Country Life

Choristers are not just for Christmas


IT is impossible to imagine Christmas without choristers. For Athena, hearing the first verse of Once in Royal David’s City conjures up the vision of a child dressed in a ruff, cassock and surplice, their face lit by a flickering candle, wearing a medal on a ribbon (what is on the medal?). These trained musicians sing all year round in our great churches and cathedrals, but their particular prominence at this time of year should make us reflect on how important they are and what an extraordin­ary musical heritage they represent.

The continuous tradition of church music in England, which stretches back well over a millennium through the hiatus of the Reformatio­n, is so familiar that it’s easy to take for granted. In fact, no other European country can boast such an extraordin­ary continuity of performanc­e. A single service can draw on the full depth of that tradition. Where else might you hear medieval plainchant, followed by anthems and hymns of almost any date to the present? In years gone by, when the pop charts meant something, Athena knew a church organist who improvised a recessiona­l every week based on the week’s number-one record.

Even if church services and religious music no longer command the congregati­ons they once did, this tradition still constitute­s something foundation­al within our rich and diverse contempora­ry musical scene. That’s in large part because a critical mass of trained musicians in Britain— including performers, conductors and composers—learn their discipline within this tradition (at a time, too, when the school teaching of music is widely faltering).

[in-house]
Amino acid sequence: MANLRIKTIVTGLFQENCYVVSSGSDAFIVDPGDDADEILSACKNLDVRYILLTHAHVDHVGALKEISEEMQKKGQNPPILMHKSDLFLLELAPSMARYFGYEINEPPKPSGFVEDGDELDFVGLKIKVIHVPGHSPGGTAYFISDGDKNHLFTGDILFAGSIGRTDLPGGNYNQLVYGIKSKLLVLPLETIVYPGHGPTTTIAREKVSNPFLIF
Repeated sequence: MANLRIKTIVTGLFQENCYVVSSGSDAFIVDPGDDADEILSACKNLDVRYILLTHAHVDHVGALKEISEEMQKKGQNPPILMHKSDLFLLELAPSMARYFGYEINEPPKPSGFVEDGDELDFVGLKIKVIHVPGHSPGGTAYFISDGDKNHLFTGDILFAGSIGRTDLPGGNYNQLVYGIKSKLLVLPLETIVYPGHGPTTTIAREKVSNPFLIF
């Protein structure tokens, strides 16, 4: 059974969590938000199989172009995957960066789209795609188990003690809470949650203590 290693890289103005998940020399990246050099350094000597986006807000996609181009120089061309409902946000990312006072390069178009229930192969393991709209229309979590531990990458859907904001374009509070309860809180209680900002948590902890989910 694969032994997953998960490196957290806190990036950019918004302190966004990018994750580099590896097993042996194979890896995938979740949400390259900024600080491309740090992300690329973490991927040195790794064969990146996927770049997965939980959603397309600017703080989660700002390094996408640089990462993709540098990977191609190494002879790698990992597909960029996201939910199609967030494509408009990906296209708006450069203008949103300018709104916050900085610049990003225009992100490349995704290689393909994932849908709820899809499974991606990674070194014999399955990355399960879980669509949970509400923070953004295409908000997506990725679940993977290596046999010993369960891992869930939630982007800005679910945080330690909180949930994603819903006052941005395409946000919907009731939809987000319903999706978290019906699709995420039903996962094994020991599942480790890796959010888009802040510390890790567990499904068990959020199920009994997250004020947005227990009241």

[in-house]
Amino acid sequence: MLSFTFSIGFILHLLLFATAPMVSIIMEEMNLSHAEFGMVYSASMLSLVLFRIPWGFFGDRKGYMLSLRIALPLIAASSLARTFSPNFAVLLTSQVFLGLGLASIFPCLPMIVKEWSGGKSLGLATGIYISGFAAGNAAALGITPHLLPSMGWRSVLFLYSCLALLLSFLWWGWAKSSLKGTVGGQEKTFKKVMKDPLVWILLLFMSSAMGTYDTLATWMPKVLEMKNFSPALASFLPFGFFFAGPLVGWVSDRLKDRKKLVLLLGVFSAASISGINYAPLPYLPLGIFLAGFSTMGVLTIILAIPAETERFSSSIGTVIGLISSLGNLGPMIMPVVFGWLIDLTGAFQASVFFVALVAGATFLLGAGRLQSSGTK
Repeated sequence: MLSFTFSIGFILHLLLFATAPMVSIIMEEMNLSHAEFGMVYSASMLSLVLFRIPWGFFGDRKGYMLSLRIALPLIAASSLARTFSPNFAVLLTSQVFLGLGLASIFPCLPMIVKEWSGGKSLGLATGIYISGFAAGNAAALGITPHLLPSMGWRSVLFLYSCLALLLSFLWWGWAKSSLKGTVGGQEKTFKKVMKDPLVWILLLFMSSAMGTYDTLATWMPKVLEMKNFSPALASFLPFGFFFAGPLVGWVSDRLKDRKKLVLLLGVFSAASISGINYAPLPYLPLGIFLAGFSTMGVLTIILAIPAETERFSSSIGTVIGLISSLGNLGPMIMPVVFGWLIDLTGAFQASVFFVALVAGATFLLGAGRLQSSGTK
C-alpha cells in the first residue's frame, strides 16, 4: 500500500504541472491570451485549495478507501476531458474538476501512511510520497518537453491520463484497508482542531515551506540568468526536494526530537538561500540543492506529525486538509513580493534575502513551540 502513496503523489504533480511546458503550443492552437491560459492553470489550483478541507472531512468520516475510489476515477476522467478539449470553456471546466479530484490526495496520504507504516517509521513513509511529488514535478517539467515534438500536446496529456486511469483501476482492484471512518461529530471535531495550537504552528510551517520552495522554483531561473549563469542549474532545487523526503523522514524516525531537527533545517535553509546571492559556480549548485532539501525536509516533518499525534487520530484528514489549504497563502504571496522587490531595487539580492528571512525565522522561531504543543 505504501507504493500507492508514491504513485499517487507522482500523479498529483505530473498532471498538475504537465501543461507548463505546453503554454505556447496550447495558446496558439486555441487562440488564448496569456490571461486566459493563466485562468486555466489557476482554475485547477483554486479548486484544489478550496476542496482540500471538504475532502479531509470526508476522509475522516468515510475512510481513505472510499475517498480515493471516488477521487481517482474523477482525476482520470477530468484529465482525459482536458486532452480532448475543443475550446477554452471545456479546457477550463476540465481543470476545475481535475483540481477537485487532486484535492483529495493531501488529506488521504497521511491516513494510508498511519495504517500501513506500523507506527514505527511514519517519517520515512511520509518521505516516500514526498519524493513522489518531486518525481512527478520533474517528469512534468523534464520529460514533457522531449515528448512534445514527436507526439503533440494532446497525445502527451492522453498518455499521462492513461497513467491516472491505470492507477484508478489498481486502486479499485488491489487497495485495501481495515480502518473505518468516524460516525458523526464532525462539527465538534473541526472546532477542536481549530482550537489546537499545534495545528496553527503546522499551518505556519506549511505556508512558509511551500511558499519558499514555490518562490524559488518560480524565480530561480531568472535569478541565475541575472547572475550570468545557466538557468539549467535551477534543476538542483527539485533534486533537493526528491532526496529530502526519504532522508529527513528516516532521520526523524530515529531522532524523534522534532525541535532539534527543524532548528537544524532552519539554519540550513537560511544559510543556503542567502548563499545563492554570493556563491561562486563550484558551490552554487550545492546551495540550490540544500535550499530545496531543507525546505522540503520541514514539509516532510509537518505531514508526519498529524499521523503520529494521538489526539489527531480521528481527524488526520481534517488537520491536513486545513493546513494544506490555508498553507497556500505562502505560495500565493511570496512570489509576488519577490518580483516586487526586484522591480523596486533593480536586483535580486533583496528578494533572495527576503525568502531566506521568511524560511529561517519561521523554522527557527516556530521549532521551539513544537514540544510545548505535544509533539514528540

If music is a language, it’s hard to imagine a better or more intensive means of learning it

Athena would not pretend that the life of a chorister is for everyone. If music is a language, however, it’s hard to imagine a better or more intensive means of learning it. The regularity and quality demanded of the best choirs bestows an extraordin­ary facility and proficienc­y. How many other educationa­l activities provide children the opportunit­y to contribute to something at such a high standard and on an equal footing with adult lay clerks? Then there is the experience of performanc­e itself and the demands and discipline­s it imposes.

These advantages were, until very recently, the exclusive preserve of boys, but—not before time—girls are now being co-opted into this tradition, either by mixing them together or running parallel choirs for boys and girls. Athena also welcomes the fact that women are increasing­ly being introduced as alto lay clerks. It’s a good thing, too, that church institutio­ns have been compelled to take safeguardi­ng much more seriously. What is less welcome is the fact that the costs and complexity of managing church choirs have grown massively. Justifying expenditur­e on music when there are so many other financial demands on these institutio­ns can be very challengin­g. We mustn’t take the future of the chorister for granted.

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